VANCOUVER, British Columbia — One goal to win the game.
Under normal circumstances, it would have fans on the edge of their seats. In the Western Conference semifinal series between the Nashville Predators and Vancouver Canucks, it seemed like a lot to ask.
It was Matt Halischuk who finally emptied out the sellout crowd of 18,860 at Rogers Arena on Saturday when he ended the longest playoff game in Predators’ history with a shot that beat goalie Roberto Luongo to the glove side. Halischuck’s goal at 14:56 of the second overtime lifted the Predators to a 2-1 victory and evened the series at one game apiece.
“I was just overwhelmed and excited,” Halischuk said. “It’s just a good thing we pulled it out. … I just kind of picked my spot and it was able to go in.”
To this point, the series has been about as offensive as a group of nuns baking sugar free cookies for orphans. Between them the teams have scored three goals in six regulation periods.
Nashville was the second-highest scoring team (based on goals per game) in the conference quarterfinal round but has managed just two goals on 66 shots. Vancouver was the highest-scoring team during the regular season but has just two goals on 63 shots against Pekka Rinne, who was named first star of the game in each of the first two contests.
Halischuk’s goal came on his first shot of the series.
“It was just a great finish,” Jerred Smithson, who was driving to the net and had the best view of it, said. “A lot of credit to our guys for not giving up and for being resilient.
“… We believed in here and found a way to get it done.”
It took 118:53 before the Predators finally got on the board as they set a franchise record for the longest postseason scoreless streak (119:03).
When they did score, it was in a most unconventional manner. Ryan Suter’s feed from the left wing corner got mixed up in the skates of Vancouver goalie Roberto Luongo, who effectively kicked it in his own net with 1:07 to play in regulation.
That answered Vancouver’s only goal, which Alexandre Burrows scored shorthanded two minutes into the second period. It also ended Luongo’s personal shutout streak at 126:11.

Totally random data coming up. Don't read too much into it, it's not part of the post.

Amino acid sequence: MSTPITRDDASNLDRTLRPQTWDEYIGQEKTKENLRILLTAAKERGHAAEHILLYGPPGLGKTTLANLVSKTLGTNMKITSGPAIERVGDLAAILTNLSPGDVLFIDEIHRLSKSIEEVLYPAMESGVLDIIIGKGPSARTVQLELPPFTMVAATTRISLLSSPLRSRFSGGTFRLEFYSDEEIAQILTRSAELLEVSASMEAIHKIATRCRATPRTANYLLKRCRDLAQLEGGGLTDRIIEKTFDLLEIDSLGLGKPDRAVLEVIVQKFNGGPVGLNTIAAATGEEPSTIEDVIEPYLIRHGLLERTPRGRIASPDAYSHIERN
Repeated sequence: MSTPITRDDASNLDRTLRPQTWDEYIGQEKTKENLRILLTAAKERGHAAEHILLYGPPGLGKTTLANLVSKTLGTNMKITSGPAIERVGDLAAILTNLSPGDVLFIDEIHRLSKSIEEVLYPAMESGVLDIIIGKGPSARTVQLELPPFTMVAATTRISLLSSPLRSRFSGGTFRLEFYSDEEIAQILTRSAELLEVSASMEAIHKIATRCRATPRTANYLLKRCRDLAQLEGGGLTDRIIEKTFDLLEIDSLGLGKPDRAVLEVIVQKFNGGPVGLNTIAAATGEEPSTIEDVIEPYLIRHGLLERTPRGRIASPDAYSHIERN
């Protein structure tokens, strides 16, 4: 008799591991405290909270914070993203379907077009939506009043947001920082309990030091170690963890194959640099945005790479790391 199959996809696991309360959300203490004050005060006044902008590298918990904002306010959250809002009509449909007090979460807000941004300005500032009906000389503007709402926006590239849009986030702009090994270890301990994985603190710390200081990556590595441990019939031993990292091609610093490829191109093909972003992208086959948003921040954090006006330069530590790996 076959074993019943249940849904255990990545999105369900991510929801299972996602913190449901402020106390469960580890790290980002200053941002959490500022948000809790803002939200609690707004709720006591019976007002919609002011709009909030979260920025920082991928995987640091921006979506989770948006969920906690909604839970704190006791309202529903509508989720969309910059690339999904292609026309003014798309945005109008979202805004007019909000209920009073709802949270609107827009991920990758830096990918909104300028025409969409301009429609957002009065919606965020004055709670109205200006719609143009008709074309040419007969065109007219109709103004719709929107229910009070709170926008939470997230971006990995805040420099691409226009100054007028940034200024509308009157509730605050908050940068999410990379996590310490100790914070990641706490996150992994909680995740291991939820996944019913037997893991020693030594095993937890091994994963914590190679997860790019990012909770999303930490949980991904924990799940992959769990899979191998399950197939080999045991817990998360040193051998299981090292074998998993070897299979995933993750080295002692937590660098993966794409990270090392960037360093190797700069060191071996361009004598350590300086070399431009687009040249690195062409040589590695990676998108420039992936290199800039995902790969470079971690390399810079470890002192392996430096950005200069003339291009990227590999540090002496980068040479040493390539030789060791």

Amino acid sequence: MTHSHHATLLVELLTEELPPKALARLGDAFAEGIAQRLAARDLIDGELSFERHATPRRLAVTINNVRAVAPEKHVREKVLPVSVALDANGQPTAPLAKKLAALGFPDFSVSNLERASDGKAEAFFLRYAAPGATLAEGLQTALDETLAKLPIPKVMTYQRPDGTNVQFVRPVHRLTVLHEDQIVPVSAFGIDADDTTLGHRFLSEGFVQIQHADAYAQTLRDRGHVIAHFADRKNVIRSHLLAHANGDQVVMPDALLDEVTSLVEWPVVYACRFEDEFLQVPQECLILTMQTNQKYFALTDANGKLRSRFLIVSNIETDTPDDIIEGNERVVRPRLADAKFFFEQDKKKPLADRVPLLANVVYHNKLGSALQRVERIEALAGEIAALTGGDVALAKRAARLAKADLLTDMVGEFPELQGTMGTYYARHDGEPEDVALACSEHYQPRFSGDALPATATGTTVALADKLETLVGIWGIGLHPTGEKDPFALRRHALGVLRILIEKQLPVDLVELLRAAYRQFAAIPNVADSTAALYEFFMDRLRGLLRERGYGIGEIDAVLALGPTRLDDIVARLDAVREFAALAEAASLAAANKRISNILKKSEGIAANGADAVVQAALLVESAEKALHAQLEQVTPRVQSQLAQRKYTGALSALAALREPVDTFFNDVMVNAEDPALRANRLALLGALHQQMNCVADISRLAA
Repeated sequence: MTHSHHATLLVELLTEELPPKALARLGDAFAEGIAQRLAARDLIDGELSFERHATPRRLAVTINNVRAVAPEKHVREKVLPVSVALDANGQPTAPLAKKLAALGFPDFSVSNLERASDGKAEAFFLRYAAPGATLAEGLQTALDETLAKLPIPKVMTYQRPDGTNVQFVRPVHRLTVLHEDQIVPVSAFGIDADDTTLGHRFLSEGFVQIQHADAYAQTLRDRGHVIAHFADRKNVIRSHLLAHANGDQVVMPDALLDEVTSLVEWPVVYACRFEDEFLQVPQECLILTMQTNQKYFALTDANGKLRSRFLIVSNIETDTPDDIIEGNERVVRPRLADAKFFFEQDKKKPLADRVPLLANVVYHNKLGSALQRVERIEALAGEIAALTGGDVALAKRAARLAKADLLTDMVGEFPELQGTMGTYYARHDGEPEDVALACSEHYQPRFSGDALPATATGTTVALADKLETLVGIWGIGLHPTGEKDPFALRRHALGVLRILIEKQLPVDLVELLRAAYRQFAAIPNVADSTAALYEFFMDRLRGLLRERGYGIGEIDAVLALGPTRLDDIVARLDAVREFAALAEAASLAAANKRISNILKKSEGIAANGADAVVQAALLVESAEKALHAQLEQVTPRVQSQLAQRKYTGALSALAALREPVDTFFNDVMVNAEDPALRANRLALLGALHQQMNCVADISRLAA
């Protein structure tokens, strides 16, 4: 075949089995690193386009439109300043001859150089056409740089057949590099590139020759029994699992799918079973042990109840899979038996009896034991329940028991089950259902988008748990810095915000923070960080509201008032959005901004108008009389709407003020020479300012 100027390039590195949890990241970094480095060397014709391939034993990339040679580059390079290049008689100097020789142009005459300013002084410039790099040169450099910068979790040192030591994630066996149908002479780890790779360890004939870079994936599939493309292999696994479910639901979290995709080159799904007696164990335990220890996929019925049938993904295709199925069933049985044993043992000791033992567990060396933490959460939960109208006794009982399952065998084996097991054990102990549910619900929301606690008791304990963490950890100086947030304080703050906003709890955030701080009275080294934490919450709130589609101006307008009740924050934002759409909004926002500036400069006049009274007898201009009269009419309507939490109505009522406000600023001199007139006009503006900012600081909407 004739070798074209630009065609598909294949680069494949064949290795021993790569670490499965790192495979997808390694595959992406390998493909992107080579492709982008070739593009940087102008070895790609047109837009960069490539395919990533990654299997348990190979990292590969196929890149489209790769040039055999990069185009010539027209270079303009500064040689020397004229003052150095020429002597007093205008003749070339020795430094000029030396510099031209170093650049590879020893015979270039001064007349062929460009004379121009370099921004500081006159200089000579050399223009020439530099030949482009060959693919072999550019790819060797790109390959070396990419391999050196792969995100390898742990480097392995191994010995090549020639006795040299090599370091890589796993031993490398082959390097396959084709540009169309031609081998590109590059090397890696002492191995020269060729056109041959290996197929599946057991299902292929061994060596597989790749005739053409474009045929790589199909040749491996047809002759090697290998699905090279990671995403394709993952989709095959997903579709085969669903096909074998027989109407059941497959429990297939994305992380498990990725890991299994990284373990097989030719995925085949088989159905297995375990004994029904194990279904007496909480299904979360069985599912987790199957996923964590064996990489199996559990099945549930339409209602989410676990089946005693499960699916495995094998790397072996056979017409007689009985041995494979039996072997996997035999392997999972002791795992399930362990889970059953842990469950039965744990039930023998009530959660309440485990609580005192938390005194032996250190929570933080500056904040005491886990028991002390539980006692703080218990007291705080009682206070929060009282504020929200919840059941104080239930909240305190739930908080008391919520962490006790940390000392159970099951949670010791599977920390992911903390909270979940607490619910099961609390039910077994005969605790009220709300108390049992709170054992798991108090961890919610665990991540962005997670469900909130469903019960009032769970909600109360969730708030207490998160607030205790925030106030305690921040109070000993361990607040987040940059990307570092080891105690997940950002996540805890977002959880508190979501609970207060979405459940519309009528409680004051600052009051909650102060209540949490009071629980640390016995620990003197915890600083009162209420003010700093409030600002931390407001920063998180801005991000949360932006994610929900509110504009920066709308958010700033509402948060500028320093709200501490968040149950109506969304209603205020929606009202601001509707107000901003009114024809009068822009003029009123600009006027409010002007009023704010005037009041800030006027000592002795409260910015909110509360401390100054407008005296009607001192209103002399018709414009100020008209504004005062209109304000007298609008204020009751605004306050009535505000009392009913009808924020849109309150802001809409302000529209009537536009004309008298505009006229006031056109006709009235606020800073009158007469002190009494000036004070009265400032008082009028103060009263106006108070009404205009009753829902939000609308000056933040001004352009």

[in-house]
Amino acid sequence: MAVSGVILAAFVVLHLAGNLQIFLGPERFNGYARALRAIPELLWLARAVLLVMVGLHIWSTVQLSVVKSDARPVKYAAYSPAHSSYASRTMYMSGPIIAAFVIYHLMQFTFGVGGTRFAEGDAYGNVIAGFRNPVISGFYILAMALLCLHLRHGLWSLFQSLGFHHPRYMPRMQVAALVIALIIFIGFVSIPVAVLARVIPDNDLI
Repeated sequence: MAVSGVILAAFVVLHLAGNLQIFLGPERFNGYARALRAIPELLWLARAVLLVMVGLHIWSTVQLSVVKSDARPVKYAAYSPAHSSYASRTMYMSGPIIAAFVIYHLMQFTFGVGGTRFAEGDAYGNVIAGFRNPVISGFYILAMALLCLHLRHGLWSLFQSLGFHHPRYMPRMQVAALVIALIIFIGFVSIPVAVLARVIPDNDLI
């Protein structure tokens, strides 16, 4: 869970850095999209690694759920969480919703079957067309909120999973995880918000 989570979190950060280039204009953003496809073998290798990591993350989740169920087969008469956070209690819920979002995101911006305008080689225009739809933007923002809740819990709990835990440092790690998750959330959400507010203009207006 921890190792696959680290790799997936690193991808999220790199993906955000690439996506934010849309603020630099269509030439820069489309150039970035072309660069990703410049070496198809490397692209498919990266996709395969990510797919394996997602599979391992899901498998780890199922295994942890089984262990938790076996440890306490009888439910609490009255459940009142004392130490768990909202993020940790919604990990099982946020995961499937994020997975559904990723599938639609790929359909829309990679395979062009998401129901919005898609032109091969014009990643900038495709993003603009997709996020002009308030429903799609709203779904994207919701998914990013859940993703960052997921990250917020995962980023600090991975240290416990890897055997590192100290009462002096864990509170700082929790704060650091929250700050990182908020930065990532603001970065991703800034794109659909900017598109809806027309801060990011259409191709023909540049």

“It gave us some hope,” Suter said. “If you play hard and you don’t get the results. It can be tough. To get one there, it gave us a little life.
“I was just trying to get it on net and get a whistle. I got a fortunate bounce and it went in.”
The Predators might not have planned on overtime, but they vowed to work much harder than they did in the series opener, a 1-0 loss on Thursday, and they delivered.
Through two periods they had more than twice as many shots as the Canucks (21-10), which was almost a complete reversal of the opener. They racked up 15 more attempts in the third period, and by the end of the first overtime they had matched the franchise playoff record with 43 shots.
In typical fashion, their 46 total were spread throughout the lineup. Nine different players had at least three shots.
That’s not to say that Rinne had it any easier.
He made the save of the night when he leapt to his right and turned away a Kevin Bieksa shot on well-executed two-on-one that had Bieksa wide open at the far post with 2:14 to play in the first overtime. Just over a minute later he stopped Maxim Lapierre, who took advantage of a defensive breakdown and got to the front of the net with the puck.
“There’s not a lot of room out there, and I think you have to give their goalie a lot of credit,” Vancouver Alain Vigneault said. “He made some big saves out there, especially in overtime.”
At this point, it seems certain that both goalies are going to make a lot more before this series is finished, and given Saturday’s result there now exists the possibility that the series could be a long one.
“It was a real character test,” defenseman Shane O’Brien said. “You have to give management and everybody credit here. They’ve built some character guys into this organization. Character at this time of year is something you want in your room.”